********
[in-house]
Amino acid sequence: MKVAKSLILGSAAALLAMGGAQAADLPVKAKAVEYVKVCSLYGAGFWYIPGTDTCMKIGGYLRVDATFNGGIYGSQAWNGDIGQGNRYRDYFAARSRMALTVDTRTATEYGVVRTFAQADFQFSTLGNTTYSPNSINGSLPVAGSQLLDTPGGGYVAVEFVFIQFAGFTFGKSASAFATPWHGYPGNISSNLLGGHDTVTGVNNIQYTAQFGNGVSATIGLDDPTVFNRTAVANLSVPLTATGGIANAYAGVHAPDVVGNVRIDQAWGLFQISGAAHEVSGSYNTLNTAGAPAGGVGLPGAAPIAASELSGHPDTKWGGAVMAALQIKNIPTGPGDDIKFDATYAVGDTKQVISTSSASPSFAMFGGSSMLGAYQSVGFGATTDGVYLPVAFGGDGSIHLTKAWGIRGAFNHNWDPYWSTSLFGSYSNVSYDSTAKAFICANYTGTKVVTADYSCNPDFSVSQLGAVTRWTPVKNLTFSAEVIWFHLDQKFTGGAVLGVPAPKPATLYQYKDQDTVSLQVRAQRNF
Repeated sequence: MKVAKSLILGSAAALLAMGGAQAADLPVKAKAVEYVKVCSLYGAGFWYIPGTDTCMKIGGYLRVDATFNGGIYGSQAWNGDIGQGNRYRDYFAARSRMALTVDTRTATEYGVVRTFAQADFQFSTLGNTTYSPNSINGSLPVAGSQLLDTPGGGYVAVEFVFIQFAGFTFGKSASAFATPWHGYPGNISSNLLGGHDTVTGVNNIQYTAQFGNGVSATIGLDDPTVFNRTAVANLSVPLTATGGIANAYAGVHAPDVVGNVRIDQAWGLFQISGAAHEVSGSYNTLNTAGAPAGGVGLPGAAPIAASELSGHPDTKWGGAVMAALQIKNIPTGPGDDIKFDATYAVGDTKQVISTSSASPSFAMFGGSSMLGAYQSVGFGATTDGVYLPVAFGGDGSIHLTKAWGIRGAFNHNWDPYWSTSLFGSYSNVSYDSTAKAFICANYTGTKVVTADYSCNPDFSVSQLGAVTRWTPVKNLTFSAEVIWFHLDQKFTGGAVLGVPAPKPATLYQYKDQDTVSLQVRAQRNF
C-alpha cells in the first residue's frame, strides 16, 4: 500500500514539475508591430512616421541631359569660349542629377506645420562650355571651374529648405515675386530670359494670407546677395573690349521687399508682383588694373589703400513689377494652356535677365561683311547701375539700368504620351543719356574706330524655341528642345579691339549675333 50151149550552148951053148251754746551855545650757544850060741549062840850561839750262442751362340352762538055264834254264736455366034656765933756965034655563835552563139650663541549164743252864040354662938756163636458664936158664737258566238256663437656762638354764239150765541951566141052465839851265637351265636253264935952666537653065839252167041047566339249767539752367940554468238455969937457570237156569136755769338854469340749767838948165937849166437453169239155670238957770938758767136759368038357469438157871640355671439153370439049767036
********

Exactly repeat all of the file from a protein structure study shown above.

[in-house]
Amino acid sequence: MKVAKSLILGSAAALLAMGGAQAADLPVKAKAVEYVKVCSLYGAGFWYIPGTDTCMKIGGYLRVDATFNGGIYGSQAWNGDIGQGNRYRDYFAARSRMALTVDTRTATEYGVVRTFAQADFQFSTLGNTTYSPNSINGSLPVAGSQLLDTPGGGYVAVEFVFIQFAGFTFGKSASAFATPWHGYPGNISSNLLGGHDTVTGVNNIQYTAQFGNGVSATIGLDDPTVFNRTAVANLSVPLTATGGIANAYAGVHAPDVVGNVRIDQAWGLFQISGAAHEVSGSYNTLNTAGAPAGGVGLPGAAPIAASELSGHPDTKWGGAVMAALQIKNIPTGPGDDIKFDATYAVGDTKQVISTSSASPSFAMFGGSSMLGAYQSVGFGATTDGVYLPVAFGGDGSIHLTKAWGIRGAFNHNWDPYWSTSLFGSYSNVSYDSTAKAFICANYTGTKVVTADYSCNPDFSVSQLGAVTRWTPVKNLTFSAEVIWFHLDQKFTGGAVLGVPAPKPATLYQYKDQDTVSLQVRAQRNF
Repeated sequence: MKVAKSLILGSAAALLAMGGAQAADLPVKAKAVEYVKVCSLYGAGFWYIPGTDTCMKIGGYLRVDATFNGGIYGSQAWNGDIGQGNRYRDYFAARSRMALTVDTRTATEYGVVRTFAQADFQFSTLGNTTYSPNSINGSLPVAGSQLLDTPGGGYVAVEFVFIQFAGFTFGKSASAFATPWHGYPGNISSNLLGGHDTVTGVNNIQYTAQFGNGVSATIGLDDPTVFNRTAVANLSVPLTATGGIANAYAGVHAPDVVGNVRIDQAWGLFQISGAAHEVSGSYNTLNTAGAPAGGVGLPGAAPIAASELSGHPDTKWGGAVMAALQIKNIPTGPGDDIKFDATYAVGDTKQVISTSSASPSFAMFGGSSMLGAYQSVGFGATTDGVYLPVAFGGDGSIHLTKAWGIRGAFNHNWDPYWSTSLFGSYSNVSYDSTAKAFICANYTGTKVVTADYSCNPDFSVSQLGAVTRWTPVKNLTFSAEVIWFHLDQKFTGGAVLGVPAPKPATLYQYKDQDTVSLQVRAQRNF
C-alpha cells in the first residue's frame, strides 16, 4: 500500500514539475508591430512616421541631359569660349542629377506645420562650355571651374529648405515675386530670359494670407546677395573690349521687399508682383588694373589703400513689377494652356535677365561683311547701375539700368504620351543719356574706330524655341528642345579691339549675333 50151149550552148951053148251754746551855545650757544850060741549062840850561839750262442751362340352762538055264834254264736455366034656765933756965034655563835552563139650663541549164743252864040354662938756163636458664936158664737258566238256663437656762638354764239150765541951566141052465839851265637351265636253264935952666537653065839252167041047566339249767539752367940554468238455969937457570237156569136755769338854469340749767838948165937849166437453169239155670238957770938758767136759368038357469438157871640355671439153370439049767036